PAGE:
The organizers of the 2010 Jardin de Metis competition sought provocative ideas about the recovery of paradise to be expressed in a garden plot ten meters by twenty meters. Our design uses the paradise four square to convey the issues with regional environmental health. We attempt to heighten visitors’ regional awareness and understanding through the design of the garden.
Through our design, we wish to incite a critical inquiry about our choices in industrial technology by showing the implications of industry upon the health of people and the environment in the St. Lawrence river valley and Great Lakes region. PCB’s from electronics, (transistors, capacitors and the aluminum industry, to cite a few examples) and mercury, from coal power plants are two of the primary pollutants in the Great Lakes and St. Lawrence River - adjacent to our site. We show through the garden that beauty and function relate; plants may play an important role in remediating environmental issues.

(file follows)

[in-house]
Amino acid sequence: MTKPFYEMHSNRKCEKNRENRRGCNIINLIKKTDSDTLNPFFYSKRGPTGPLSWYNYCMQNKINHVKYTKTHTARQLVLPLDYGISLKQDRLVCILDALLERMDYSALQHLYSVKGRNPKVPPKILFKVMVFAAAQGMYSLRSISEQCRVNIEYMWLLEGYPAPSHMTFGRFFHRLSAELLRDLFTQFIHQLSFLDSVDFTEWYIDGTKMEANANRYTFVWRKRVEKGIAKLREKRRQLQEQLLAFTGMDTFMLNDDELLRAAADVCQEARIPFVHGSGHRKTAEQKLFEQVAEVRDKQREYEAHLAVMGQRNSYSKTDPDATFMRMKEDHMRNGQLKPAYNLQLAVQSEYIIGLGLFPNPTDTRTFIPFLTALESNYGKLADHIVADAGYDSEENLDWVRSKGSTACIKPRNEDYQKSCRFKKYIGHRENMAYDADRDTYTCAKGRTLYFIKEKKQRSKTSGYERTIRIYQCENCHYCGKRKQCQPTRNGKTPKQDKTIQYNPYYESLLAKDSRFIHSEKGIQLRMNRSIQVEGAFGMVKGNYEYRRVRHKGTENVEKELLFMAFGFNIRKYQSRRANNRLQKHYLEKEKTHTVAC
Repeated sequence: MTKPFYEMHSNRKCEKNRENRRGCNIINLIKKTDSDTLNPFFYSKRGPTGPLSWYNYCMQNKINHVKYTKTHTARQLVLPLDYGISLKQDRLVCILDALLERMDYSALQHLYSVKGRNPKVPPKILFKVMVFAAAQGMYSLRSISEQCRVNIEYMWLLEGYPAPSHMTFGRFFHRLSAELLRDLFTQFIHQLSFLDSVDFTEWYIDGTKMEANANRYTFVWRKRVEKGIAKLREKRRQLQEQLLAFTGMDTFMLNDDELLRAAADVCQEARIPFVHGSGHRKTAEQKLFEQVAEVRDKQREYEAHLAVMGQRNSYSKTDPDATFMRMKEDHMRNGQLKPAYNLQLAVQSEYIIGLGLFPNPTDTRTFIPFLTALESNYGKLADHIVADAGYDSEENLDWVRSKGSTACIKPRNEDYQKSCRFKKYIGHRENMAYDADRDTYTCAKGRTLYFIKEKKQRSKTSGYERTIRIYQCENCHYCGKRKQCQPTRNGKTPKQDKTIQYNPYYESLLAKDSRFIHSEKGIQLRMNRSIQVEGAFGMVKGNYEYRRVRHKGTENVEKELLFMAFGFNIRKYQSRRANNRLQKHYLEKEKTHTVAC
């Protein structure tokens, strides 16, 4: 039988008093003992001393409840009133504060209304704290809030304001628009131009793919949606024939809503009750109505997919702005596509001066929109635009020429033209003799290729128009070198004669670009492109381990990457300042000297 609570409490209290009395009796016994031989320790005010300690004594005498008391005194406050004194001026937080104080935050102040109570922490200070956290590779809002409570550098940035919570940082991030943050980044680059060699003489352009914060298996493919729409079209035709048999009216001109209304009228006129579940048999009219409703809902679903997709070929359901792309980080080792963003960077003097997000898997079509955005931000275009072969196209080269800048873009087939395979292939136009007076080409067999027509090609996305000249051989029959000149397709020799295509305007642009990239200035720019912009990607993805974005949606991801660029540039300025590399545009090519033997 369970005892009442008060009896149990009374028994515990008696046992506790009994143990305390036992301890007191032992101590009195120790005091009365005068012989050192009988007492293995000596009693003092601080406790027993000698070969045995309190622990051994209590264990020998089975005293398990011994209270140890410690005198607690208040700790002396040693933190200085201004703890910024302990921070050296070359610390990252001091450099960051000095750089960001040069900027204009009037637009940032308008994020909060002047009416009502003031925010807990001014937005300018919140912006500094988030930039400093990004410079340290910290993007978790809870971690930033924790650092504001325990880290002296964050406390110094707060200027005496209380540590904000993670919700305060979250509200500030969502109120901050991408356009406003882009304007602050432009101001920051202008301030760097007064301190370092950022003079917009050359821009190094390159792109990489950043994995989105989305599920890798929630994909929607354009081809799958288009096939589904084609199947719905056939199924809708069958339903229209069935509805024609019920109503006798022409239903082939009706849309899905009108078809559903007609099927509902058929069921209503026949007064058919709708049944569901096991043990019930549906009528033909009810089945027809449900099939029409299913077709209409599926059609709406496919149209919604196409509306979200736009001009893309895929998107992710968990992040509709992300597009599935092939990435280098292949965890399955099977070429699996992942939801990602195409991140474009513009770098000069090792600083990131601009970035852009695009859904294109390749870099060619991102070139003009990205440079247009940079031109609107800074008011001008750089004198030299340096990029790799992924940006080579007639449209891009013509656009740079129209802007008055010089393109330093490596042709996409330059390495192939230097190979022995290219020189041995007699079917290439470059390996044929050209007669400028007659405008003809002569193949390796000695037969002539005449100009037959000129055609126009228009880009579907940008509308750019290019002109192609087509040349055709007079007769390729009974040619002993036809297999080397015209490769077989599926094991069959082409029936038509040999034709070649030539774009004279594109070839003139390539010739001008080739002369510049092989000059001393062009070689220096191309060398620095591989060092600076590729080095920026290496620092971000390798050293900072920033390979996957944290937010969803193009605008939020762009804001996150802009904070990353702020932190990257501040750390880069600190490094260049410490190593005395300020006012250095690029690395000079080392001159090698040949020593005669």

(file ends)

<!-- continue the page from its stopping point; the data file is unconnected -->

Through the garden, we assert the relevance of landscape design and planning as a viable method of raising awareness and educating about pressing cultural problems.
Garden visitors enter through a gabion wall of coal. The paired gabion walls that bookend the site frame a view of the St. Lawrence River. The grey tones of the end gabion wall and water areas contrast with the beautiful colors and textures of the central garden which contains plants that remediate the toxins in the water. These plants suggest a means towards addressing the competition’s call - the restoration of paradise through (bio) technology. An added bonus of the garden, as the festival ends in October, pumpkins are a principal remediator of one of the pollutants. The garden installation, only for one season, can end with a pumpkin festival!